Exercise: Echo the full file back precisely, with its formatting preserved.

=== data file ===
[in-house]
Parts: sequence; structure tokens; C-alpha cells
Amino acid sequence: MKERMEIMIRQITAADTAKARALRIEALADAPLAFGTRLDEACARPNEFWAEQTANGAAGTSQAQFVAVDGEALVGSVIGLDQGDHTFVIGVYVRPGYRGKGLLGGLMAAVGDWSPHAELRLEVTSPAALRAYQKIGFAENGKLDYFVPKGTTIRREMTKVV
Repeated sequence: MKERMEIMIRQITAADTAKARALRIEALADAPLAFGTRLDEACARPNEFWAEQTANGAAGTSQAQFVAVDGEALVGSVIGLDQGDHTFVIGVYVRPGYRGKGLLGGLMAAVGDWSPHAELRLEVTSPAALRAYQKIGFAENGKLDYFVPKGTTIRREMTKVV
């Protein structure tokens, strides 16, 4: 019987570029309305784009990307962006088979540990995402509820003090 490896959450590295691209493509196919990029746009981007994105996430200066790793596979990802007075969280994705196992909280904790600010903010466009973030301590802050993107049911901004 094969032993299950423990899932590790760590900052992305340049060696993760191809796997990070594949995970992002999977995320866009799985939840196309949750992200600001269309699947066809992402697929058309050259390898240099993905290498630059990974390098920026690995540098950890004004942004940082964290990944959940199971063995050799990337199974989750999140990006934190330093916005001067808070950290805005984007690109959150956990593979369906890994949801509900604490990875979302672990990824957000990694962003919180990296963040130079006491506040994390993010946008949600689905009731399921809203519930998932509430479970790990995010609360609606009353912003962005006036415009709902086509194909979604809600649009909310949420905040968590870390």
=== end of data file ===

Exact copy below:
[in-house]
Parts: sequence; structure tokens; C-alpha cells
Amino acid sequence: MKERMEIMIRQITAADTAKARALRIEALADAPLAFGTRLDEACARPNEFWAEQTANGAAGTSQAQFVAVDGEALVGSVIGLDQGDHTFVIGVYVRPGYRGKGLLGGLMAAVGDWSPHAELRLEVTSPAALRAYQKIGFAENGKLDYFVPKGTTIRREMTKVV
Repeated sequence: MKERMEIMIRQITAADTAKARALRIEALADAPLAFGTRLDEACARPNEFWAEQTANGAAGTSQAQFVAVDGEALVGSVIGLDQGDHTFVIGVYVRPGYRGKGLLGGLMAAVGDWSPHAELRLEVTSPAALRAYQKIGFAENGKLDYFVPKGTTIRREMTKVV
């Protein structure tokens, strides 16, 4: 019987570029309305784009990307962006088979540990995402509820003090 490896959450590295691209493509196919990029746009981007994105996430200066790793596979990802007075969280994705196992909280904790600010903010466009973030301590802050993107049911901004 094969032993299950423990899932590790760590900052992305340049060696993760191809796997990070594949995970992002999977995320866009799985939840196309949750992200600001269309699947066809992402697929058309050259390898240099993905290498630059990974390098920026690995540098950890004004942004940082964290990944959940199971063995050799990337199974989750999140990006934190330093916005001067808070950290805005984007690109959150956990593979369906890994949801509900604490990875979302672990990824957000990694962003919180990296963040130079006491506040994390993010946008949600689905009731399921809203519930998932509430479970790990995010609360609606009353912003962005006036415009709902086509194909979604809600649009909310949420905040968590870390």